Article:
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# What is Transition Length, Road Runoff and Road Runout on Tangent

Transition length is the distance required in transitioning the road from normal to full superelevation. It consists of Runout Length and Runoff Length.

Transition Length = Runout Length + Runoff Length

The customization of Runout length is a feature introduced in our latest MiTS version 2.9 which can be defined as the roadway length that is required in transitioning from normal crown (2.5%) to zero (level) superelevation.

Meanwhile, runoff length is the roadway length that is required in transitioning from zero (level) superelevation to full superelevation. In our software, the runoff length is known as ‘Spiral Length, m (for 2-lane road)’ for the spiral curve.

Now, how does MiTS compute the Runout and Runoff Length?

In MiTS, computation starts with the runoff length first, then followed by the runout length.

# Runoff Length#

The computation method of runoff length depends on the horizontal curves designed by users – either as a spiral curve or a circular curve – influenced by the spiral length set under the Spread Input.

## Runoff length: Spiral Curve Computation#

In the case of a spiral curve, in which the defined spiral length is set to a value that is not 0, then the runoff length will be calculated based on the Spiral Calculations Standards available in the software. The two standards are (1) Fixed mode and (2) Calculate by Max. Relative Gradient mode

### Fixed Mode#

In Fixed mode, the user-defined spiral length value needs to be multiplied with the adjustment factors to obtain the runoff length.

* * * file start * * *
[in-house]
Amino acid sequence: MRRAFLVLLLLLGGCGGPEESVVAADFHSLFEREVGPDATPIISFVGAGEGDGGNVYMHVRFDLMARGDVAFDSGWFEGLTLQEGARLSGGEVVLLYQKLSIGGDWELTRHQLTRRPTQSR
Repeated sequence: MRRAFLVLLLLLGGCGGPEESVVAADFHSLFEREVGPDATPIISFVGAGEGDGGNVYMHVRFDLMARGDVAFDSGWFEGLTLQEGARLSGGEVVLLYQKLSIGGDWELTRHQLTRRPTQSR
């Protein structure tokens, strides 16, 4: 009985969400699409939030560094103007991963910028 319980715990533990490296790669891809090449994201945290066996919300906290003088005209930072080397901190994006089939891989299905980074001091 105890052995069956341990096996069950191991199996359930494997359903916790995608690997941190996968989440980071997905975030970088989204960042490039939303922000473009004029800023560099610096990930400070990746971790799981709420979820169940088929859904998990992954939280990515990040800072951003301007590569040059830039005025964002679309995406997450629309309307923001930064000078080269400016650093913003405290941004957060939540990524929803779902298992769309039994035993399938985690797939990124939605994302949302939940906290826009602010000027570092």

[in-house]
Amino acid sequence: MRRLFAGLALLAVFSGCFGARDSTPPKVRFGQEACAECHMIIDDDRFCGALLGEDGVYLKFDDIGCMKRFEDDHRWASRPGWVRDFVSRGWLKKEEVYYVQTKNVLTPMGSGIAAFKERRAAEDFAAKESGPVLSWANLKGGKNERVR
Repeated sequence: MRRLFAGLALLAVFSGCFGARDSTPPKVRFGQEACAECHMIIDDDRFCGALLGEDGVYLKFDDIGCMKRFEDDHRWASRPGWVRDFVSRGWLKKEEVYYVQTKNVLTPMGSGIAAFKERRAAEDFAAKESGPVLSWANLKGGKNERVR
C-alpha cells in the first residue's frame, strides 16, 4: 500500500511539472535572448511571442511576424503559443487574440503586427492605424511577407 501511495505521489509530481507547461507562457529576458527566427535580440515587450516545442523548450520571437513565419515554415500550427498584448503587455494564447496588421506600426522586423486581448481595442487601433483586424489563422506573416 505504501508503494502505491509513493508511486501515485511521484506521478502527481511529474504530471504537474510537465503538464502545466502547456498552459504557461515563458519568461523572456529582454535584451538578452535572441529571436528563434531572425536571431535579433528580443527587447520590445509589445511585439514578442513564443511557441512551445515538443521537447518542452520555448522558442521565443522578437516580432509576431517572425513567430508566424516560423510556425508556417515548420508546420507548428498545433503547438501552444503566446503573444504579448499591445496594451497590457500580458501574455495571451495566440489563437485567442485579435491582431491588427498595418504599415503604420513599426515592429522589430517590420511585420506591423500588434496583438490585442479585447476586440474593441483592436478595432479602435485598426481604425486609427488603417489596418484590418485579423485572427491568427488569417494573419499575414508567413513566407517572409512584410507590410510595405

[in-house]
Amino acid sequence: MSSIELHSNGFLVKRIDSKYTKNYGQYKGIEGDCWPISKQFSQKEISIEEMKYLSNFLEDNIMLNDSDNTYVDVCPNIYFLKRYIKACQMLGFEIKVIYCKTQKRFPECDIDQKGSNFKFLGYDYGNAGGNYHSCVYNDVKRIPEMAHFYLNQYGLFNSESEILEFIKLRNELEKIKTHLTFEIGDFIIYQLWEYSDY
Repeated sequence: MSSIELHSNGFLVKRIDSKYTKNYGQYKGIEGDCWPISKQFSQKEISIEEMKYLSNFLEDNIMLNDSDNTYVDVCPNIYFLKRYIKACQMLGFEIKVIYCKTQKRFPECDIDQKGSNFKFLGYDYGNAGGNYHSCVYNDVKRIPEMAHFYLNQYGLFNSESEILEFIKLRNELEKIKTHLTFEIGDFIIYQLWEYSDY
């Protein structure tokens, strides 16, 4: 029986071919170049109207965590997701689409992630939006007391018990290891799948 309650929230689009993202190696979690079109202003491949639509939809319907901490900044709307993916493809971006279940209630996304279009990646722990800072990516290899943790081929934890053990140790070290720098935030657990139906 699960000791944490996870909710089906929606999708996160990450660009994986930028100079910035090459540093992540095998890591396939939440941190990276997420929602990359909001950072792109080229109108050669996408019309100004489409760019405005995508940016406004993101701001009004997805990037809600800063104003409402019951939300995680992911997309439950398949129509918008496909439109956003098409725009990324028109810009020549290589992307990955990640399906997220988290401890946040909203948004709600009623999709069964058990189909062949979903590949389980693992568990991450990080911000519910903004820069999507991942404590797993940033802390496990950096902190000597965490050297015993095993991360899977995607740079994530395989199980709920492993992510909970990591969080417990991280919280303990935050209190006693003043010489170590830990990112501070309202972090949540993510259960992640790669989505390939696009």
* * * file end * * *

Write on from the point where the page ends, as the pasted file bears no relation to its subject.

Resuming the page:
(Under Project Parameters > Road > Design > Adjustment Factors > Click Edit)

The calculation example;

Spiral length input by user

No. of lanes= 4; Based on the adjustment factors table, n1bw=1.5

Runoff length

= defined spiral length x adjustment factors, n1bw

= 29.000 x 1.5

= 43.5

Given, Transition chainage (at level elevation) = CH236.292

Chainage (from level to full superelevation)

= CH236.292 + 43.5

= CH279.792

In Max. Relative Gradient mode, the runoff value is calculated based on the transition formula [from zero (flat) superelevation to full superelevation]

The equation used in the transition length calculation can be referred as below, or can also be referred in our Appendix provided in MiTS;

$$\text{Transition length, L (m)=}\frac{w\times e\times\left(n_1\;b_w\right)}\triangle$$

e = Percentage change in superelevation

n1bw   = No. of lane Adjustment Factor (refer to the table above)

The Maximum Relative Gradient depends on the speed of the design. The values can be referred to the table below;

(Under Project Parameters > Road > Design > Maximum Relative Gradients > Click Edit)

The calculation example;

Design speed, kph = 30

Maximum Relative Gradient, % = 0.75

No. of lanes = 4; n1bw = 1.5

Full Superelevation Rate, % = 6

Cross Slope rate, % = -2.5

Level Superelevation Rate, % = 0

% Runoff length on tangent = 66.667

Runoff length (on curve+tangent), based on transition length formula

= (3.6 x |(0-6)/100| x 1.5)/(0.75/100)

= 43.2

Given, transition chainage (at level crown) = CH 236.486

Chainage (from level to full superelevation)

= CH236.486 + 43.2

= CH279.686

## Runoff Length: Circular Curve computation#

As for a circular curve, in which users have defined the spiral length as 0, the software will first calculate the runoff length based on the transition length formula. Then, the parameter ‘% of Runoff Length on tangent’ will enter the equation, which can be used to obtain the effective runoff length (length that is part of the curve).

The calculation example;

Design speed, kph = 40

Maximum Relative Gradient, % = 0.70